Gluconeogenesis: Definition, Path, Reactions, and Importance of Gluconeogenesis


The requirement for energy is necessary to sustain life. Organisms have progressed methods of producing substrates needed for the catabolic reactions needed to sustain life when desired substrates are not available. The primary source of energy for eukaryotes is glucose. When glucose is not available, organisms can metabolize glucose from other non-carbohydrate precursors.

Definition of Gluconeogenesis

Gluconeogenesis quite literally translates as ‘the production of new glucose’. It is a metabolic pathway that leads to the generation of glucose from non-carbohydrate carbon substrates such as lactate, glycerol, and glucogenic amino acids.

It occurs mainly in the liver, though it can also occur in smaller quantities in the kidney and small intestine. Gluconeogenesis is the opposite procedure of glycolysis, which is the breakdown of glucose molecules into their components.

The function of this system, localized in both the cytosol and mitochondria, is to maintain blood glucose level continuously throughout the fasting state. Several tissues, including the brain, erythrocytes, kidney medulla, the lens and cornea of the eye, testes, skeletal muscles during workout, require constant glucose supply.

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Among these tissues, the brain utilizes glucose specifically in both the fed state and the fasting state except for prolonged fasting, which uses ketones. Especially, the day-to-day quantity of glucose utilized by the brain represents 70% of the overall glucose produced by the liver in a normal fasting individual.

Initially, throughout the very first hours of fasting, hepatic glycogenolysis is the primary source of glucose. After several hours of starvation, gluconeogenesis and glycogenolysis contribute equally to blood glucose. The amount of glucose supplied by glycogen reduces quickly while the increase in the glucose fraction contributed by gluconeogenesis results in keeping continuous the total amount of glucose produced.

Path of Gluconeogenesis
  1. Gluconeogenesis starts in either the mitochondria or cytoplasm of the liver or kidney. First, two pyruvate particles are carboxylated to form oxaloacetate. One ATP (energy) particle is required for this.
  2. Oxaloacetate is minimized to malate by NADH so that it can be transferred out of the mitochondria.
  3. Malate is oxidized back to oxaloacetate once it runs out of the mitochondria.
  4. Oxaloacetate forms phosphoenolpyruvate utilizing the enzyme PEPCK.
  5. Phosphoenolpyruvate is altered to fructose-1,6- biphosphate, and then to fructose-6-phosphate. ATP is likewise utilized throughout this procedure, which is basically glycolysis in reverse.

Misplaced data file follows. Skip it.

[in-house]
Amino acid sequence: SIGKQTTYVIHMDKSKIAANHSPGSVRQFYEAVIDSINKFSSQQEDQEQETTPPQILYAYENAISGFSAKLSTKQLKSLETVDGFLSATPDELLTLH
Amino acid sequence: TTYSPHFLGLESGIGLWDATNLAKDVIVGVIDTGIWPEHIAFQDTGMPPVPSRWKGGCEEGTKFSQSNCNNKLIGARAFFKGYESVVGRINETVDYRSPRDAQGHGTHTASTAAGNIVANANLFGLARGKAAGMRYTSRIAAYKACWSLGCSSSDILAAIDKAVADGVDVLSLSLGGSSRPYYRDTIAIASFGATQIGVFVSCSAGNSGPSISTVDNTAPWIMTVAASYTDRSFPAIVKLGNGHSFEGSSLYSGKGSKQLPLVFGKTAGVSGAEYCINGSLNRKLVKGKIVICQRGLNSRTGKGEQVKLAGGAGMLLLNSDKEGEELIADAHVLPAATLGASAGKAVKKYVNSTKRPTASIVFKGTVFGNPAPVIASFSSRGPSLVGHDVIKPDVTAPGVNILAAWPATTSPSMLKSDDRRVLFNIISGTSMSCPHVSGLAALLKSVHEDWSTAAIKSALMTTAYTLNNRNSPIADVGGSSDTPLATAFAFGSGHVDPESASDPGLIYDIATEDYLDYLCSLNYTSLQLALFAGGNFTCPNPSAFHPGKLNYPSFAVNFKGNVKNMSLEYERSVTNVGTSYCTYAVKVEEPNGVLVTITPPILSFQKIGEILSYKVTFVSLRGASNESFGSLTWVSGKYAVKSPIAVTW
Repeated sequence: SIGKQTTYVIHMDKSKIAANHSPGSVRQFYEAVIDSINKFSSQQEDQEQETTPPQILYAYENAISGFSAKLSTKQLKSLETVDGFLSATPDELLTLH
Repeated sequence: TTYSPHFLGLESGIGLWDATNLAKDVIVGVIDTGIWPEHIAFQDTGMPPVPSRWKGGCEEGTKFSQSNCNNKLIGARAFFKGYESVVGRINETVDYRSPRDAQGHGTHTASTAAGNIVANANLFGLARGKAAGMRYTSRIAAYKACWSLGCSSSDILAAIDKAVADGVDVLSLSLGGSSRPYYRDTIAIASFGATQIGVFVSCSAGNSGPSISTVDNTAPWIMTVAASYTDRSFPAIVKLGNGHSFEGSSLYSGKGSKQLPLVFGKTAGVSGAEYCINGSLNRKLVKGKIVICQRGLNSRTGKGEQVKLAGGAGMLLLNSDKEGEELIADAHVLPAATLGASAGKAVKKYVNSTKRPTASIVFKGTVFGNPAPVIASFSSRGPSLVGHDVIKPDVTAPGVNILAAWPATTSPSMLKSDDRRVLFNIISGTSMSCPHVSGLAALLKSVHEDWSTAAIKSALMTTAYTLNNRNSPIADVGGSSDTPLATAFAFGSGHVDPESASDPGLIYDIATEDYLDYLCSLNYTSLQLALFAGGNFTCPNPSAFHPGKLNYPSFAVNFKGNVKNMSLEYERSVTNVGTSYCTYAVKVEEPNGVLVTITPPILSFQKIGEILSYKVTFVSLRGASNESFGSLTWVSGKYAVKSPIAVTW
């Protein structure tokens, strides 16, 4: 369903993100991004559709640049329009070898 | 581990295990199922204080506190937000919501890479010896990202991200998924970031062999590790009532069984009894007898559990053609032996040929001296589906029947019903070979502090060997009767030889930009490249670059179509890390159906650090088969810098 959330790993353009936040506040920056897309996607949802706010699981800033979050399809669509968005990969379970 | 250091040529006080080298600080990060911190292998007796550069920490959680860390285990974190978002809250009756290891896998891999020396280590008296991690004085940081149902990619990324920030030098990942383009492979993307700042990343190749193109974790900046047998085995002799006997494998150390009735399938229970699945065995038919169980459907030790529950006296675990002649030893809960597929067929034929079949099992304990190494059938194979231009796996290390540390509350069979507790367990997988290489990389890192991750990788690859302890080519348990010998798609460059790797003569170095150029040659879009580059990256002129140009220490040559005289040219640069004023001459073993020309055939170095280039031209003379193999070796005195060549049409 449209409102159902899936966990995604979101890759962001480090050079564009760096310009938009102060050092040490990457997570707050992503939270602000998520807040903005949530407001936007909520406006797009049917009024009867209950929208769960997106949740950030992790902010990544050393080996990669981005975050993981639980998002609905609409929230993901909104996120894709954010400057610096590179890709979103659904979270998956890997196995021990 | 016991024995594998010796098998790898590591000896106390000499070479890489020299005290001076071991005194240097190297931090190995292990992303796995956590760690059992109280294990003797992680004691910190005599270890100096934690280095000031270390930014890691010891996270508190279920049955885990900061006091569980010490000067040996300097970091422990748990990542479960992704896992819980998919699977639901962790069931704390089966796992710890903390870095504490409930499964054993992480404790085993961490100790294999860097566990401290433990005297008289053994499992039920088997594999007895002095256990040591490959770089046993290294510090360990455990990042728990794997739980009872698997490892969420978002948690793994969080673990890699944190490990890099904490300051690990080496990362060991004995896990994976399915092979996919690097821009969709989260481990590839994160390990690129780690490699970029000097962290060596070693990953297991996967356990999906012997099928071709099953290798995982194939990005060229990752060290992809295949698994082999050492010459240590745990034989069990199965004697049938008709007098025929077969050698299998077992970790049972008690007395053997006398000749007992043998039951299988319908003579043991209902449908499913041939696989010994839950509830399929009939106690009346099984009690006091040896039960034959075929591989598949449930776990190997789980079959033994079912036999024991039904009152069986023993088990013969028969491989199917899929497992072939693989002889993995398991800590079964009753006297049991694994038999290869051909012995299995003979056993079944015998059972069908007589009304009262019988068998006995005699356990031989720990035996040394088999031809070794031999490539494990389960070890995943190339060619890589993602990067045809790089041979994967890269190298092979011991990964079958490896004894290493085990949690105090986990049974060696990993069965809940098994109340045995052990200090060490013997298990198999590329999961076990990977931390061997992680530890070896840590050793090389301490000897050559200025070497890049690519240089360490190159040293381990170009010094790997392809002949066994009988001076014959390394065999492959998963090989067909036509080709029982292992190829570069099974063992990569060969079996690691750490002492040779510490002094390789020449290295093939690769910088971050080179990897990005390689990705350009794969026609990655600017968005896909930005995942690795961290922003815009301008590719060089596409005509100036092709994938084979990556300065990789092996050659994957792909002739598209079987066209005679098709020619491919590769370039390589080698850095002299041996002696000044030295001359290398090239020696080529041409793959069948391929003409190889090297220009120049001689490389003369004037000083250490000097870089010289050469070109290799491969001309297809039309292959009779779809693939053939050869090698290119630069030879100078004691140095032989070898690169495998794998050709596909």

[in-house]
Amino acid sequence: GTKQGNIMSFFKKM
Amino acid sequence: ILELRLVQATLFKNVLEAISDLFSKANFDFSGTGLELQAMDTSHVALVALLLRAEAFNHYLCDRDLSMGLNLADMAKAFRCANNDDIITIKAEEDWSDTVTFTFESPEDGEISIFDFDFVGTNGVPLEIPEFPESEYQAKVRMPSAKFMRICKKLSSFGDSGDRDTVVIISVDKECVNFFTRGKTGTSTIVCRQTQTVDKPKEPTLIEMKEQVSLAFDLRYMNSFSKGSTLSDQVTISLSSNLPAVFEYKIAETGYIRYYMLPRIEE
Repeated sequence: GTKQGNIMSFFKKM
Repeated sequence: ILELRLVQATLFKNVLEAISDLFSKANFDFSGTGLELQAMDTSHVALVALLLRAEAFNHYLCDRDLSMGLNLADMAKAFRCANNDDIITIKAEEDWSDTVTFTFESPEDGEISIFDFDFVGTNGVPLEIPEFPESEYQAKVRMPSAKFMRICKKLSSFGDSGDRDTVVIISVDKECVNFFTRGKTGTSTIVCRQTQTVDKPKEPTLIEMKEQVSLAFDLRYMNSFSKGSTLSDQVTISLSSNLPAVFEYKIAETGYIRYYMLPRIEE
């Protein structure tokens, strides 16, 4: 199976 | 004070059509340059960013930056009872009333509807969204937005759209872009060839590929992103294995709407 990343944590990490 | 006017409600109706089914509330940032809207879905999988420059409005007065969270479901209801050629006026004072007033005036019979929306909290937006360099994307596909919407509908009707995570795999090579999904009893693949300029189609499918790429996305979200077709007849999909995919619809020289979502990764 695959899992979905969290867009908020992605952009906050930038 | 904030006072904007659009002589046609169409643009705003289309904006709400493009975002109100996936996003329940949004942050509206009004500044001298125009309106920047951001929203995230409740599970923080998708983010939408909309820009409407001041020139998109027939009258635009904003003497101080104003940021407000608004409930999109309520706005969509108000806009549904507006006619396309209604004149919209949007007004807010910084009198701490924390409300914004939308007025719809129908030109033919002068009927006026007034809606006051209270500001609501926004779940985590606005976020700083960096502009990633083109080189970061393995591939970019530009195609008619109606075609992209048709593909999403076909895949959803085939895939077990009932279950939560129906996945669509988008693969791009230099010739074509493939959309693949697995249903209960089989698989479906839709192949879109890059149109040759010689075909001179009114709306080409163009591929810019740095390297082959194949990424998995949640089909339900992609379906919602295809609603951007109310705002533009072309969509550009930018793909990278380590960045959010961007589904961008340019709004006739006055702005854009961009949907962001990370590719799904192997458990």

6. Fructose-6-phosphate becomes glucose-6-phosphate with the enzyme phosphoglucoisomerase.
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Glucose is formed from glucose-6-phosphate in the cell’s endoplasmic reticulum through the enzyme glucose-6-phosphatase. To form glucose, a phosphate group is eliminated, and glucose-6-phosphate and ATP end up being glucose and ADP.


Reactions of Gluconeogenesis
Conversion of pyruvate to phosphoenolpyruvate

In the liver, pyruvate is transformed to phosphoenolpyruvate.

Pyruvate (produced from lactate, alanine, and other amino acids) is first transformed to oxaloacetate by pyruvate carboxylase, a mitochondrial enzyme that needs biotin and ATP. Oxaloacetate can not directly cross the inner mitochondrial membrane. Therefore, it is transformed to malate or to aspartate, which can cross the mitochondrial membrane and be reconverted to oxaloacetate in the cytosol.

Oxaloacetate is decarboxylated by phosphoenolpyruvate carboxykinase to form phosphoenolpyruvate. This reaction requires GTP. Phosphoenolpyruvate is converted to fructose 1,6-bisphosphate by the turnaround of the glycolytic reactions.

Conversion of fructose 1,6-bisphosphate to fructose-6-phosphate

Fructose-1, 6-bisphosphate is transformed to fructose-6-phosphate in a reaction that releases inorganic phosphate and is catalyzed by fructose-1,6- bisphosphates. Fructose-6-phosphate is converted to glucose 6- phosphate by the exact same isomerase used in glycolysis.

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Conversion of glucose-6-phosphate to glucose

Glucose-6-phosphate releases inorganic phosphate, which produces free glucose that enters the blood. The enzyme involved is glucose 6-phosphatase.

Hence, the net requirements to make one glucose molecule are:

  • Two pyruvates.
  • Four ATP and 2 GTP.
  • Two NADH.
  • 6 H2O
Importance of Gluconeogenesis

Gluconeogenesis fulfills the requirements of the body for glucose when sufficient carb is not available from the diet or glycogen reserves.

Glycogen kept in adipose tissue and in skeletal muscle is converted to glucose by glycogenolysis. However, the stored glycogen might not be sufficient during heavy exercise, diabetic conditions, or during fasting, etc. So during scarcity, glucose is manufactured by the gluconeogenesis process.

A continuous supply of glucose is required as a source of energy, especially for the nervous system and erythrocytes.

The Gluconeogenesis system is used to clear the products of the metabolism of other tissues from the blood, e.g., Lactate, produced by muscle and erythrocytes and glycerol, which is constantly produced by adipose tissue.